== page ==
"I am not a gambler. I am a scientist. I can't change. I don' know how."
"But I've got to move on. I've got to find someone who will love me in thirty or forty or fifty years."
And they are so hopelessly tied to what they have with each other that the prospect of losing that over something so selfish isn't even an option.
For tonight, when the man climbs into his bed, and sees nothing beside him but more sheets and mattress and pillows, he thinks of her, and back upon the huge gamble he had taken, and wishes that she wasn't so—
But he can't tell himself reasons why she didn't give them a chance, because he doesn't really know why she told him no.
"You… you thought you were protecting me but you're the one who needs protecting." Booth's world comes crashing down still further, and he thinks he knows what she's saying, but then the part of him that is buzzing, soaked in adrenalin from the risk, the gamble he had taken, it cannot listen to this. It cannot accept the refusal.
"From what?" he asks, and does he know why she pushed him away? Yes and no. He doesn't want to. He doesn't want to need to.
"From me." Brennan answers, and it sounds sad, so sad, but it seems sadder for him, because he's been practicing for this game, and now it seems he's lost it before it began.
He doesn't know that she believed, with everything that she was at that moment, that she didn't know how to love, didn't know how to learn to love, didn't know how to learn to be anything other than what she was.
But he can't live like this.
Booth parks his car and walks, after he dropped Brennan off at her apartment, their eyes both still red. The walk takes him down to a bar, and the bar takes him to a glass of whiskey, and the glass takes him into another one. But then he calls a cab. Because he knows what alcohol does to people with sorrow, and he doesn't want to turn out like his father. Like his brother could have been. But the pain… it's still raw. He doesn't want to think about what tomorrow will feel like. He can barely think about today.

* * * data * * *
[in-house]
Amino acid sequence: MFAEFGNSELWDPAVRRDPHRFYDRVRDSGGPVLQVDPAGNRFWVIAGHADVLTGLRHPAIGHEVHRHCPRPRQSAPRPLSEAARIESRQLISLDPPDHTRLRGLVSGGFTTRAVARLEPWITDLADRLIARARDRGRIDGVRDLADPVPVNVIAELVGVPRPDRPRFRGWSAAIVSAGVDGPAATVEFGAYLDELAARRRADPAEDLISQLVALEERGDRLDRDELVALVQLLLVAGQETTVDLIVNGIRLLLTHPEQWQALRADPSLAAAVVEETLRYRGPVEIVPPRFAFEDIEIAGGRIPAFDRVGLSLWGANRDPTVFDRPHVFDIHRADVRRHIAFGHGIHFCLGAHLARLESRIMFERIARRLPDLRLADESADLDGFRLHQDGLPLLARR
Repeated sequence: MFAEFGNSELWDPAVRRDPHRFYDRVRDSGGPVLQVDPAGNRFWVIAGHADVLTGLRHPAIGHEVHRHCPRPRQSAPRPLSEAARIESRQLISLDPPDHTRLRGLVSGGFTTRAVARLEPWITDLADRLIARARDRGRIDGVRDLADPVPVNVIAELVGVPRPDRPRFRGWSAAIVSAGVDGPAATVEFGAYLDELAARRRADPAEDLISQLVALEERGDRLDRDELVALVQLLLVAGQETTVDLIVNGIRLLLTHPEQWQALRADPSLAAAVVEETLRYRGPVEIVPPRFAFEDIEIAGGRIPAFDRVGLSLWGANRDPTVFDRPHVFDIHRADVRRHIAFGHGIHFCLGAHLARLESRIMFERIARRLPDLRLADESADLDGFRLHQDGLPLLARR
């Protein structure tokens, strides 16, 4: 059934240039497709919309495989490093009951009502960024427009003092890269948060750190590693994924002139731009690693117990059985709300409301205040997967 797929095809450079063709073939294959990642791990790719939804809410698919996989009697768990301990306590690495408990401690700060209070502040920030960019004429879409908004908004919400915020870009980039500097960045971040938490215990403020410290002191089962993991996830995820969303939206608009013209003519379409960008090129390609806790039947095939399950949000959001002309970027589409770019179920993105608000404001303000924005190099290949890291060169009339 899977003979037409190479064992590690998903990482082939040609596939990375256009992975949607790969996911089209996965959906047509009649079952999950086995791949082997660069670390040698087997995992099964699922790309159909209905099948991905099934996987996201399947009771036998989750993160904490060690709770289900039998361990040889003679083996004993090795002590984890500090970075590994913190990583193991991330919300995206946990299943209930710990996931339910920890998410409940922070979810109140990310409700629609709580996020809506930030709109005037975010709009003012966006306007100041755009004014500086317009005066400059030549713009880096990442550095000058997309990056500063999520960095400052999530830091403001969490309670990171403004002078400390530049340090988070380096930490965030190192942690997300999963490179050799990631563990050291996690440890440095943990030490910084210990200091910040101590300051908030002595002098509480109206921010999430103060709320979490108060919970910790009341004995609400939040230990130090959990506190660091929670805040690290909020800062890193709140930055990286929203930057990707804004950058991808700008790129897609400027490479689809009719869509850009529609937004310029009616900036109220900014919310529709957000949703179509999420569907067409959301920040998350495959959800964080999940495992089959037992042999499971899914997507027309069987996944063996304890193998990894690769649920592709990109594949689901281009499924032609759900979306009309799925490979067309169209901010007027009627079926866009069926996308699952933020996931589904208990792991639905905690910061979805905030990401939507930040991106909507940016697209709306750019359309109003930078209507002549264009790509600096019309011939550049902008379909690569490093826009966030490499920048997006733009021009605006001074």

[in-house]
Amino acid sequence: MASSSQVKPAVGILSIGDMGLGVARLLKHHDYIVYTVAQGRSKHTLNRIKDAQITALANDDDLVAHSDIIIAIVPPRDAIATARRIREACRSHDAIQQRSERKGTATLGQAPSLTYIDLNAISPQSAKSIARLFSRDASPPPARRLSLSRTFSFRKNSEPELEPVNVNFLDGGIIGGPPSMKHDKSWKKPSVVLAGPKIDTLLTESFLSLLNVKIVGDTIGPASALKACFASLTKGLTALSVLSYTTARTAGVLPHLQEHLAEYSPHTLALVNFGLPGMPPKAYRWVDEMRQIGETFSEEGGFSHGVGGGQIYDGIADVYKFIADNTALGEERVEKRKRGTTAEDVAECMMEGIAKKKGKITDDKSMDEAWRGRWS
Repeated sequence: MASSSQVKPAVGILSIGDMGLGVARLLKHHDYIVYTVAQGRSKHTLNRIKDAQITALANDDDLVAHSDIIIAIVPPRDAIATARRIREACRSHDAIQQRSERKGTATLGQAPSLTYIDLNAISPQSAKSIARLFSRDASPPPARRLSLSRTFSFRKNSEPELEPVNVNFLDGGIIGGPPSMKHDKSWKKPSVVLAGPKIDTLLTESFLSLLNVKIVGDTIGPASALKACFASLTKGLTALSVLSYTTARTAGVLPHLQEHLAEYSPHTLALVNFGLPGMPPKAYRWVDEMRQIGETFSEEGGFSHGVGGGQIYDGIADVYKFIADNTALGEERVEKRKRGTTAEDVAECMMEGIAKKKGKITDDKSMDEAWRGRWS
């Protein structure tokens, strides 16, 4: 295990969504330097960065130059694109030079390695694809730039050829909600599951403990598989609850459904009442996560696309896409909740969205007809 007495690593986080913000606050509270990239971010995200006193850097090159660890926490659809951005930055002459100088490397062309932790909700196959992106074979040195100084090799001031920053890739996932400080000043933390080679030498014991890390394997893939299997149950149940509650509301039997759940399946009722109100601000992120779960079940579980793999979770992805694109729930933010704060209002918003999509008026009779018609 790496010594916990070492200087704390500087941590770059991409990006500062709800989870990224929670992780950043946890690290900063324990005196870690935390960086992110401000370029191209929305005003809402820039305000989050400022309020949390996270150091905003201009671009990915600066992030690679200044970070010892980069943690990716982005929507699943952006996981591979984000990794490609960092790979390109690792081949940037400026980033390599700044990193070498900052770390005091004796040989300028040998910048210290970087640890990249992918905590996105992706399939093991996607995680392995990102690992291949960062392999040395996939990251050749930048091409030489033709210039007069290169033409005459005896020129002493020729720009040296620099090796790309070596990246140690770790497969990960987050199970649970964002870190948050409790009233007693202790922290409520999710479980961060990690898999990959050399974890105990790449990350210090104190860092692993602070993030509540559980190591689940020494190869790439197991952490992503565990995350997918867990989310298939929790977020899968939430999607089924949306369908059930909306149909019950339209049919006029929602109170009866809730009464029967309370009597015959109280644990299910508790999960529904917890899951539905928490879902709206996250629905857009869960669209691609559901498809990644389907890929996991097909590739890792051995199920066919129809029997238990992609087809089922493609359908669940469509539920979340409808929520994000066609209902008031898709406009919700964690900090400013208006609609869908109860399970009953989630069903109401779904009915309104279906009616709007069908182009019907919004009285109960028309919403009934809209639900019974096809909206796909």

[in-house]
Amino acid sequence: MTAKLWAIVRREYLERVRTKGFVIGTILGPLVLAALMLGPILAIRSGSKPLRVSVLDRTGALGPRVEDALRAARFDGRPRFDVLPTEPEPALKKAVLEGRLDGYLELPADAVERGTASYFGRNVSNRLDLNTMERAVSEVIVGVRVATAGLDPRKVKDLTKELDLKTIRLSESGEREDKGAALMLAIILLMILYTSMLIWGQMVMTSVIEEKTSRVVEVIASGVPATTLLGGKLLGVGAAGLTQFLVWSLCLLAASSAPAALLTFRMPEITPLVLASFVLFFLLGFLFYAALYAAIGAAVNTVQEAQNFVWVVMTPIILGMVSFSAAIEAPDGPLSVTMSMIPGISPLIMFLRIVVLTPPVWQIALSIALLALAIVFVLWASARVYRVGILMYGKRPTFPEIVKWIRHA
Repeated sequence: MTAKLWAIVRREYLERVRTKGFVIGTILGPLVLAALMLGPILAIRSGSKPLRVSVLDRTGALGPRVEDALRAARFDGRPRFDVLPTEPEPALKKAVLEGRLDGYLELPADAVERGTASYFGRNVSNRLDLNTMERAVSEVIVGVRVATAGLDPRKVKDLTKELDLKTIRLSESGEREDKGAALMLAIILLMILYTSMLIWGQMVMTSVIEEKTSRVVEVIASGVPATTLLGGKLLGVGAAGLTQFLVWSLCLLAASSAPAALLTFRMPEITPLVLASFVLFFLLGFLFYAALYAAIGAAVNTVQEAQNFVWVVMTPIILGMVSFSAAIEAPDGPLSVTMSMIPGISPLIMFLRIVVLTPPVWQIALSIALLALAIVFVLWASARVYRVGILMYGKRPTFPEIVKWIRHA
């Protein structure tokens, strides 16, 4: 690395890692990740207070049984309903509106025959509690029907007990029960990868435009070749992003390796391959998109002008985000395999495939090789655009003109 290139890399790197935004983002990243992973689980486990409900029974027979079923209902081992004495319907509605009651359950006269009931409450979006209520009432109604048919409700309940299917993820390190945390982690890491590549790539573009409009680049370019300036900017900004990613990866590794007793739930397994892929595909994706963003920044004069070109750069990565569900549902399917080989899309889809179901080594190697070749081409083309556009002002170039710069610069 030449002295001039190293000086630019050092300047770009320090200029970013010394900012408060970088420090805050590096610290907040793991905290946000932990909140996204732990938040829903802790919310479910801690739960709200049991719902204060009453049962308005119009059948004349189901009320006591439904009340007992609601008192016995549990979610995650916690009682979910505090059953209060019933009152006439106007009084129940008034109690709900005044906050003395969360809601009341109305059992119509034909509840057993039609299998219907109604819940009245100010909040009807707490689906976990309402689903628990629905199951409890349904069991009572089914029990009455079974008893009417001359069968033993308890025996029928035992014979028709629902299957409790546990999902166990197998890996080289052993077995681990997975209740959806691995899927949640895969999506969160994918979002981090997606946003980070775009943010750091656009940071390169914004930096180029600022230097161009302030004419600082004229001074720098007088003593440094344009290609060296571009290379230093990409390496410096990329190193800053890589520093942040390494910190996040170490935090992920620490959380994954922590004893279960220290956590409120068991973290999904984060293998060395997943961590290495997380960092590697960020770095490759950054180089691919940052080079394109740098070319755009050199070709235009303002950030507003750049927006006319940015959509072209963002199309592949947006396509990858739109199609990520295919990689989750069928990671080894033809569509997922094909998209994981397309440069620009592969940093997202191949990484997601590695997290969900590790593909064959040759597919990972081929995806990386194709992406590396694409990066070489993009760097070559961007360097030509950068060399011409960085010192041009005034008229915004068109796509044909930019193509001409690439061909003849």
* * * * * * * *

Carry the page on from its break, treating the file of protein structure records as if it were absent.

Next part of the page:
Because he needs more of her.
Because this love isn't one that is sweet and fleeting.
It goes deeper than the surface, diving beneath the crust of what he knows as himself and into the parts that lay hidden.
It saturates everything that he is now, because love does that, when it is real, when it is penetrating and powerful, when the other person is so much of what you need that you can't breathe when you think about losing them.
A crushing, throbbing, painful feeling assaults Booth as he hears the words on the cellphone. Cam sits across from him, unaware of what a few simple sentences have done to him. He struggles for air, but lets the breath go, finally. They will find Hodgins. They will find his Bones. They have to. So rarely do they fail.
And unbeknownst to him, she lies awake on that same night, and thinks of him, despite the fact that she tells herself that dwelling on what you cannot change, on what she cannot change, does nothing good for her.
And her love for him, though she cannot say with conviction that that is what it is, goes just as far into her person.
Brennan's usual routine of falling into her silken sheets, the tug-of-war between her rational side and the side that was hopelessly tied to the man continuing until she gives up and lets the emotions flood over her, fueling her fantasies, her erotic dreams filled with a bittersweet vein of what she cannot have, her usual routine cannot happen, because her mind reels, taking in everything that has happened and everything that still never will, and sleep never comes. She wakes up in the morning, and phones in to work. She will not come in today. She will lie in bed, reading, and tomorrow she will spend eighteen hours in Limbo.